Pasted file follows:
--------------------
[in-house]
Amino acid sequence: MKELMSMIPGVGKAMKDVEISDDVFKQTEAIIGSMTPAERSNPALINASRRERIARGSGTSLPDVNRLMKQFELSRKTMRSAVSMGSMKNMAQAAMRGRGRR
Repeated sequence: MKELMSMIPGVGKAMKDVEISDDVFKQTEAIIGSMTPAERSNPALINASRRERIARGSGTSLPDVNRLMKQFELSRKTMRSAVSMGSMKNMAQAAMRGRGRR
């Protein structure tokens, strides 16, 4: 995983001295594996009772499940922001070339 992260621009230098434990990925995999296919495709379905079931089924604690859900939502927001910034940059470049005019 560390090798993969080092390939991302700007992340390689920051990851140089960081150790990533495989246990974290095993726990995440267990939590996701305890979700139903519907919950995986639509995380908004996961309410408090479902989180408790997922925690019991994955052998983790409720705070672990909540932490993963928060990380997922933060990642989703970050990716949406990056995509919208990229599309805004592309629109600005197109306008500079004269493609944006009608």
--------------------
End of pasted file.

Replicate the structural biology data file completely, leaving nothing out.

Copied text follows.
[in-house]
Amino acid sequence: MKELMSMIPGVGKAMKDVEISDDVFKQTEAIIGSMTPAERSNPALINASRRERIARGSGTSLPDVNRLMKQFELSRKTMRSAVSMGSMKNMAQAAMRGRGRR
Repeated sequence: MKELMSMIPGVGKAMKDVEISDDVFKQTEAIIGSMTPAERSNPALINASRRERIARGSGTSLPDVNRLMKQFELSRKTMRSAVSMGSMKNMAQAAMRGRGRR
């Protein structure tokens, strides 16, 4: 995983001295594996009772499940922001070339 992260621009230098434990990925995999296919495709379905079931089924604690859900939502927001910034940059470049005019 560390090798993969080092390939991302700007992340390689920051990851140089960081150790990533495989246990974290095993726990995440267990939590996701305890979700139903519907919950995986639509995380908004996961309410408090479902989180408790997922925690019991994955052998983790409720705070672990909540932490993963928060990380997922933060990642989703970050990716949406990056995509919208990229599309805004592309629109600005197109306008500079004269493609944006009608």